Rounding out the triumvirate of five & dime stores along Pine Avenue, the J.J. Newberry building opened its doors at its newly constructed Long Beach location in 1951.
Albeit late-to-the-party (but, with the fitting aplomb of an entrepreneur) John Josiah Newberry set up shop smack in the middle of his competitors (Woolworth’s–1916, Kress—1923, Walker’s—1929).
Ironically, the bargain magnate received his initial training while working at S.H. Kress stores for 12 years between 1899 and 1911.
Approximately ten years after its initial opening, the Pine Avenue J.J. Newberry store was one of 565 in 45 American states and Canada with total yearly company-wide sales of $291 million.
Having a good run for nearly five decades in Long Beach on downtown’s premier retail shopping street, J.J. Newberry evaporated into a historical footnote. The chain’s role in the bargain retail sector would be referenced later as a significant player on the Mall Hall of Fame’s website page “The History of the 5 & 10”. The building’s doors were finally shuttered in 1994.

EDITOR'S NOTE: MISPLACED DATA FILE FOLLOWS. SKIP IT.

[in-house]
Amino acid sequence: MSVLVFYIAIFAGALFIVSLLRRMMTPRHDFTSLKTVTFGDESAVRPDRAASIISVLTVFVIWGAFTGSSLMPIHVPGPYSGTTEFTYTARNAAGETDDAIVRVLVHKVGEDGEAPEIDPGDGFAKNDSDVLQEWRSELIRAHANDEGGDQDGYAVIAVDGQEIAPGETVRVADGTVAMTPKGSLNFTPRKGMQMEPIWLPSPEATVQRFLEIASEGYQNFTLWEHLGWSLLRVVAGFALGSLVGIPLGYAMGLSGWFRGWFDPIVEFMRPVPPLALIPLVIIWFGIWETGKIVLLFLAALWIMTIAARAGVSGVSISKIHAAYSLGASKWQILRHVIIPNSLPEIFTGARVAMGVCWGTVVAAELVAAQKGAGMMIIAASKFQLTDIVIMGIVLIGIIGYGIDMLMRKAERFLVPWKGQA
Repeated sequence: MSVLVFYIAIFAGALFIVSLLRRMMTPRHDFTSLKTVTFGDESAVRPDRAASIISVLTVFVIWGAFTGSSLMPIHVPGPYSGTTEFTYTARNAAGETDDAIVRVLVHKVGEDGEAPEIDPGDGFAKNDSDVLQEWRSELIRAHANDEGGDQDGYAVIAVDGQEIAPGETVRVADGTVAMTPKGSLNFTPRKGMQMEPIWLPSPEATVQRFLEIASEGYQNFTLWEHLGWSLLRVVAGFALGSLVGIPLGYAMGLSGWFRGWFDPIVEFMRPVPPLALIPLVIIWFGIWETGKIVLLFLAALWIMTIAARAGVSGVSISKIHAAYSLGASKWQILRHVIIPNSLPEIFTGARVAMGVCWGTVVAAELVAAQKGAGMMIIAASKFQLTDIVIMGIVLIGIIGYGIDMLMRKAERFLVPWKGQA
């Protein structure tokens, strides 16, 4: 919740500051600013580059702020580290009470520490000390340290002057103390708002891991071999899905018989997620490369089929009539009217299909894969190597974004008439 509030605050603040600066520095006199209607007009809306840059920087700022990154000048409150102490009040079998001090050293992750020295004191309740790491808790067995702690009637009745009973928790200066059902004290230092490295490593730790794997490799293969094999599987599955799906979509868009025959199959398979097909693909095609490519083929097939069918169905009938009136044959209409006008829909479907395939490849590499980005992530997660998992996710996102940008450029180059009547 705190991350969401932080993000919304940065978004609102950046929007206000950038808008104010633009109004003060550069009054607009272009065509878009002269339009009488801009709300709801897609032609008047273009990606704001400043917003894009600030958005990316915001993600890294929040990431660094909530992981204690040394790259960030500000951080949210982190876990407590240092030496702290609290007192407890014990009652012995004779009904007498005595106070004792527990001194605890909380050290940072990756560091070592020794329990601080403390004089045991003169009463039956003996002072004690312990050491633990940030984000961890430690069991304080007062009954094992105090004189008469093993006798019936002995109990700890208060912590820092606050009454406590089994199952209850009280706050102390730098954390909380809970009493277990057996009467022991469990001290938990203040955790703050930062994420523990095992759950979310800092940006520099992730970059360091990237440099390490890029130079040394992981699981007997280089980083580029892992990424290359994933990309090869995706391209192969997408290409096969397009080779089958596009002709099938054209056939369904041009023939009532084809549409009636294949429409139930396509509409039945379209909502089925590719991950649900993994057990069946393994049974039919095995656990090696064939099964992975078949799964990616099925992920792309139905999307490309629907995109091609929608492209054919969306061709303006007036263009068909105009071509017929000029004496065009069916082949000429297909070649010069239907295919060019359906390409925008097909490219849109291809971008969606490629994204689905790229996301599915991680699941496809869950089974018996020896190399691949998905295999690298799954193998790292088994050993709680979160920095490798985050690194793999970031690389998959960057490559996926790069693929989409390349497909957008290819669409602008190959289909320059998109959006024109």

However, with the ‘adaptive reuse’ surge taking place in Long Beach, the resurrection of the Newberry location followed relatively quickly. In December of 2005, city officials approved the building as a “mixed-use development”.
Interstices, Inc., the Long Beach-based architects (also responsible for the design of the neighboring Kress and Walker lofts) successfully received city approval to modify the original project plan by boosting the number of units from 18 to 28 (18-Lofts & 10-Penthouses). 6,500 square feet was set aside for retail space on the lower floor. Some of the original terrazzo floors can be seen in the garage basement and throughout the first floor.
With the recent completion of this carefully planned renovation project, appointments will soon be set for prospective residents to tour these inspiring units in this historical building.